Differential effects of the coronavirus SARS-CoV-2 (COVID-19) pandemic and associated public restrictions on adolescent girls and boys are emerging but have not been elucidated. This study examined gender differences across broad indicators of adolescent well-being during the COVID-19 pandemic in Iceland, and explored potential explanations for these differences.
In total, 523 youth (56.5% girls) born in Iceland in 2004 completed measures on mental health problems (depressive symptoms, anger and suicide attempts) and measures designed for this study to assess broad indicators of adolescent well-being (e.g., day-to-day life, academic performance, family and peer relationships, and mental and physical health) and behavioral changes during the COVID-19 pandemic. Mental health problems during the pandemic were compared to expected scores based on nationwide ratings of same-aged peers in 2018.
Although both boys and girls appeared affected, girls reported a greater negative impact across all the broad indicators of well-being and behavioral change during COVID-19 than boys, and their depressive symptoms were above and beyond the expected nationwide scores (t(1514) = 4.80, p < .001, Cohen's d = 0.315). Higher depressive symptoms were associated with increased passive social media use and decreased connecting with family members via telephone or social media among girls, and decreased sleeping and increased online gaming alone among boys. Concern about others contracting COVID-19, changes in daily and school routines, and not seeing friends in person were among the primary contributors to poor mental health identified by youth, particularly girls.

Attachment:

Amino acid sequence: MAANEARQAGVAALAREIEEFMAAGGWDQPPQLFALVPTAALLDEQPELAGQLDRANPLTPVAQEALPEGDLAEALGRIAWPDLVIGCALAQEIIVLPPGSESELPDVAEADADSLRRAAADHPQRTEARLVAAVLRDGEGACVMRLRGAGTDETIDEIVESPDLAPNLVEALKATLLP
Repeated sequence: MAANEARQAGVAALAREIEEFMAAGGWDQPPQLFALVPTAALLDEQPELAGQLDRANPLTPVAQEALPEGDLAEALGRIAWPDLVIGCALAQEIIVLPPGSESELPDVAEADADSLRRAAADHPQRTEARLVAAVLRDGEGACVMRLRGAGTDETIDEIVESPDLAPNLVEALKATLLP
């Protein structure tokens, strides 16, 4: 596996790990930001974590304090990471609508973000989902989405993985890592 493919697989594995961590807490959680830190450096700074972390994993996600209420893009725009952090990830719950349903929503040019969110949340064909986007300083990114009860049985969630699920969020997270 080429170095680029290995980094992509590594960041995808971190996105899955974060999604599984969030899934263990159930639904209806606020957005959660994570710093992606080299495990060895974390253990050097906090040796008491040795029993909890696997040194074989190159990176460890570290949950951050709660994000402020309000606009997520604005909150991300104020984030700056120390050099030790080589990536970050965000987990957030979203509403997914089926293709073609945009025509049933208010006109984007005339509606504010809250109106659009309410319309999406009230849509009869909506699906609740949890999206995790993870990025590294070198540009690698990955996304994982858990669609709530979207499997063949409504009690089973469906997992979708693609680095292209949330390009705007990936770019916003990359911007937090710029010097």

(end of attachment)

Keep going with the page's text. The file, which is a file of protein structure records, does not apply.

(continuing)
Adolescents were broadly negatively affected by the COVID-19 pandemic and accompanying restrictions; however, this negative impact was more pronounced in girls. The findings suggest that a steady routine and remaining socially connected may help youth cope with the uncertainty and social restrictions associated with a pandemic. Moreover, healthcare providers, teachers, and other professionals should pay close attention to depressive symptoms among girls during a pandemic.
Emerging evidence suggests that adolescent mental health has been negatively impacted during the COVID-19 pandemic; however, the impact on the broader indicators of well-being remain unknown.
The study examined gender differences in several indicators of adolescent well-being during COVID-19 and potential explanations for observed differences.
To mitigate the effect of COVID-19, the findings suggest that policy makers and parents should attempt to maintain school routines as similar as possible to the pre-COVID-19 period, and encourage youth—both boys and girls—to remain socially connected through telephone and online interactions, and physically active, despite being isolated at home.
Healthcare providers, teachers and other professionals need to especially monitor depressive symptoms and the well-being of girls during COVID-19 and beyond.
Gender differences in adolescents' response to the COVID-19 pandemic